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  5. Which is the ‘Most Spoken Language in the World’? Here is the answer

Which is the ‘Most Spoken Language in the World’? Here is the answer

Is it English or is it French? Rest your guessing game as it’s not going to help anyway.
India TV Buzz Desk, New Delhi [Published on:14 Apr 2017, 6:32 PM]
Which is the ‘Most Spoken Language in the World’? - India Tv
Which is the ‘Most Spoken Language in the World’? Here is the answer

Is it English or is it French? Rest your guessing game as it’s not going to help anyway. According to a recent study, 'Terpene' is the world's most spoken language

Researchers led by the Netherlands Institute of Ecology (NIOO-KNAW) demonstrated for the first time that two different types of micro-organisms, bacteria and fungi, use fragrances, known as terpenes, to hold conversations.

"We actually believe that terpenes are the most popular chemical medium on our planet to communicate through," they noted.

Group leader Paolina Garbeva explained, " Serratia, a soil bacterium, can 'smell' the fragrant terpenes produced by Fusarium, a plant pathogenic fungus. It responds by becoming motile and producing a terpene of its own."

The researchers established this by studying which genes were switched 'on' by the bacterium, which proteins it began to produce and which fragrance. Or, in more fancy terms: by using transcriptomic, proteomic and metabolomic techniques. "Such fragrances or volatile organic compounds are not just some waste product, they are instruments targeted specifically at long-distance communication between these minute fungi and bacteria."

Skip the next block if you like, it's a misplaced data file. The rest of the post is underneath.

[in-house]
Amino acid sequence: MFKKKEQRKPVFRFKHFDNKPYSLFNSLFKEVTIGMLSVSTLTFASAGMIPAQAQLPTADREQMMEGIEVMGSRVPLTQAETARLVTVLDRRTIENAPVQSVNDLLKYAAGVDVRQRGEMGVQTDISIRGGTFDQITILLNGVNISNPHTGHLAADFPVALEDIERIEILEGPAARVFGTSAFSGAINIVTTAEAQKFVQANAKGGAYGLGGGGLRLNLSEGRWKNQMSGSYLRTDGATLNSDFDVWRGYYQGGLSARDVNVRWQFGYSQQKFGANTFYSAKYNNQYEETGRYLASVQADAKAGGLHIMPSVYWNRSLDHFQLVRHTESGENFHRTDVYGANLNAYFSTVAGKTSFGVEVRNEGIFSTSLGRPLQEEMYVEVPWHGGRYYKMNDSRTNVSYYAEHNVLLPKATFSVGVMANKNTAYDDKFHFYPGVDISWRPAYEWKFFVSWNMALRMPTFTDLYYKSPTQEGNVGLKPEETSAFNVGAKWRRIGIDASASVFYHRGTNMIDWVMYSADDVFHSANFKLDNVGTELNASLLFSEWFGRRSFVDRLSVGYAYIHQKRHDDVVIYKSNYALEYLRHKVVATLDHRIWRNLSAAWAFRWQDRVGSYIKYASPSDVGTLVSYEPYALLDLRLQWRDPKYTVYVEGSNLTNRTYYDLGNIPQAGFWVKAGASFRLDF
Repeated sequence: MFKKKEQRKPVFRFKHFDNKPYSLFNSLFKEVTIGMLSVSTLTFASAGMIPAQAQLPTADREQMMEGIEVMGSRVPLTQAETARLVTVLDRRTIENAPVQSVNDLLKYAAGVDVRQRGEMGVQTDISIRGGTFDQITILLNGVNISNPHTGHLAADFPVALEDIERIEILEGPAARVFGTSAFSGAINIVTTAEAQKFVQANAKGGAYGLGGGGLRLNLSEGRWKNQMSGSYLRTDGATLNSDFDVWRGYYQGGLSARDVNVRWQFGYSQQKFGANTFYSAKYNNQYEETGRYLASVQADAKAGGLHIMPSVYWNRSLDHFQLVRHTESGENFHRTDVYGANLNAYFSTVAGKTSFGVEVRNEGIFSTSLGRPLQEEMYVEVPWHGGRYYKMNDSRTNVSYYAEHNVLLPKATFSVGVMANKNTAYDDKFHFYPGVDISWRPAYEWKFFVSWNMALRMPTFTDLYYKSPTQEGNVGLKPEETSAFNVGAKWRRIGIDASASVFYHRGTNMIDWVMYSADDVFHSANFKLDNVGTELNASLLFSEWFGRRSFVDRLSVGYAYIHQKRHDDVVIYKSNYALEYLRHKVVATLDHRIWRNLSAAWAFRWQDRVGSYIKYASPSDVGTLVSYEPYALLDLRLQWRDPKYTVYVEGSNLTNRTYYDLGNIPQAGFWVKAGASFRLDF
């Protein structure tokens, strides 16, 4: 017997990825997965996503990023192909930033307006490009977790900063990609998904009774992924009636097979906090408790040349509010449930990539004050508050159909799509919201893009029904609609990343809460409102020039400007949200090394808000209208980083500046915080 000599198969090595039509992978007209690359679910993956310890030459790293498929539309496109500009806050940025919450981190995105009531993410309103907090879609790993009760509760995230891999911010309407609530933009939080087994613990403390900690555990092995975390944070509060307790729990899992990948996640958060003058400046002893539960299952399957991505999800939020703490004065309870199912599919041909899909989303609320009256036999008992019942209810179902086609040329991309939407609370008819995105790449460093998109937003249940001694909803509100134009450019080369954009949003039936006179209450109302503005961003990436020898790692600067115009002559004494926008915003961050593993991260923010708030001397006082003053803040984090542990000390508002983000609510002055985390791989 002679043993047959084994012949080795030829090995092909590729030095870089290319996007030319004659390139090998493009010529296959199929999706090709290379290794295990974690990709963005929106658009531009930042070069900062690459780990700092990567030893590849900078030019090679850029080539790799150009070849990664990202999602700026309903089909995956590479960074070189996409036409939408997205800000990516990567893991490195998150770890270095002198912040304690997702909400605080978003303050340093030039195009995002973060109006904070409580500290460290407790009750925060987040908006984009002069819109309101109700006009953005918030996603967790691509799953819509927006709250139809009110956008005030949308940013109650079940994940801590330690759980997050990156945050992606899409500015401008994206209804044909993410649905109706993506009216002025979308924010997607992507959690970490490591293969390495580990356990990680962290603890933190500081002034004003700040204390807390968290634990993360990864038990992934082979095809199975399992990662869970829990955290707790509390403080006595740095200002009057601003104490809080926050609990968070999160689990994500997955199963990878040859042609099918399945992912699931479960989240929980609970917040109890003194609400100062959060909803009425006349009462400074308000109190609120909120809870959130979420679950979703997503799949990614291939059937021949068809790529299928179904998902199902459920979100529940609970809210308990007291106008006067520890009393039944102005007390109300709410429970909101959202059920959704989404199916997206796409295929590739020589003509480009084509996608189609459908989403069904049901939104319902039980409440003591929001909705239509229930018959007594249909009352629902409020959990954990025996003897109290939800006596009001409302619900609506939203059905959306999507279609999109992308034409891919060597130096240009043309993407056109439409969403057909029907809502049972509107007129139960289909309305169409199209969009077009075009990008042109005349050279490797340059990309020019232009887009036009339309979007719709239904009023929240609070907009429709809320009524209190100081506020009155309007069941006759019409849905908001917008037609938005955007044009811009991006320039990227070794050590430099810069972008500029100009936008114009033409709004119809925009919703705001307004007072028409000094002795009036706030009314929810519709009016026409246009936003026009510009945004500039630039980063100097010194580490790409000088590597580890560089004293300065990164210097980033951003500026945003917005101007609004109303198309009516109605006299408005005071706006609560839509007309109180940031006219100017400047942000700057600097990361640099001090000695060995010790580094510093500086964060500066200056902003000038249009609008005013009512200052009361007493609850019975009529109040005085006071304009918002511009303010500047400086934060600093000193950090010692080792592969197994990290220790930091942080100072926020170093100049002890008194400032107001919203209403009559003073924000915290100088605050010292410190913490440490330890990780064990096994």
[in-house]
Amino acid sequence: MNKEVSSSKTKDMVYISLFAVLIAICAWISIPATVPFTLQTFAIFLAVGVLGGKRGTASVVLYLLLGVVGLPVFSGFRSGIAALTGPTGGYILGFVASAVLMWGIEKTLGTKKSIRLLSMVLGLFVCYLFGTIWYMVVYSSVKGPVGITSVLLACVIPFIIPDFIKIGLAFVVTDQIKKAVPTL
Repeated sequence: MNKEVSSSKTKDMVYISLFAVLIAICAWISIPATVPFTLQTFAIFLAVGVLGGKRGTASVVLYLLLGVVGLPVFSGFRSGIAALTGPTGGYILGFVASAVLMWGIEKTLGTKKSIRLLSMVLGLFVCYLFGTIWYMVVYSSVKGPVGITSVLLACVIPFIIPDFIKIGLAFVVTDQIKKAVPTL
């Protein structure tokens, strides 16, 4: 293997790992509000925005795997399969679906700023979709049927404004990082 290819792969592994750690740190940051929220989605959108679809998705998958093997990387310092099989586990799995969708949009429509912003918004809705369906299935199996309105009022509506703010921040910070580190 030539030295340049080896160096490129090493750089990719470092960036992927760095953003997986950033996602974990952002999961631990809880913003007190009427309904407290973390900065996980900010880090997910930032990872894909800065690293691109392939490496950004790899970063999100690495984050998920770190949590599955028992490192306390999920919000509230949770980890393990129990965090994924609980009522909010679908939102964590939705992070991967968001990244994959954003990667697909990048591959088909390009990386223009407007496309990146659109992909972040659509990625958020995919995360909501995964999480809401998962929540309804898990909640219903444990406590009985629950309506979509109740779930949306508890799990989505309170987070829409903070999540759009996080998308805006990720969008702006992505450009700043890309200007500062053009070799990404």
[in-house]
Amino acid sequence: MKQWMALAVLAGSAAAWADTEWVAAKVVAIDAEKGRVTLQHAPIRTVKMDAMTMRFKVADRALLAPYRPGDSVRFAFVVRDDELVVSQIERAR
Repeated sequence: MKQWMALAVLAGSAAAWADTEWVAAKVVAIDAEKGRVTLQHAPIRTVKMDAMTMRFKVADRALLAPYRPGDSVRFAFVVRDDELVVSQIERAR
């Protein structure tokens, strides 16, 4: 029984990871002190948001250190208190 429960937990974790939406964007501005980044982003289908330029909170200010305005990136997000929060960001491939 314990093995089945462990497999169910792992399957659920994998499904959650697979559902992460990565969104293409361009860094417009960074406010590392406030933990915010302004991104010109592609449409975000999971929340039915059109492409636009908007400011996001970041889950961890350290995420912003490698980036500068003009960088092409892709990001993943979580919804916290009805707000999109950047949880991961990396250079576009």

But how widespread is this 'language of smells'? Pathogenic soil fungi such as Fusarium also have an effect aboveground, where they make plants sick. Can they communicate with those plants? Garbeva noted, "We have known for some time that plants and insects use terpenes to communicate with each other. But we've only just begun to realise that it's actually much wider. There is a much larger group of 'Terpene-speakers': micro-organisms."

Among fungi, protists, bacteria and even higher animals, Terpenes act as pheromones, chemical signals used by animals, which makes them a regular ingredient of perfumes. So it's likely that the language of terpenes forms a vast chemical communications network indeed.

Terpenes are by no means the only volatile organic compounds that are in for a good chat. The researchers found others as well: in the soil, for instance.

First author Ruth Schmidt added: "Organisms are multilingual, but 'Terpene' is the one that's used most often."

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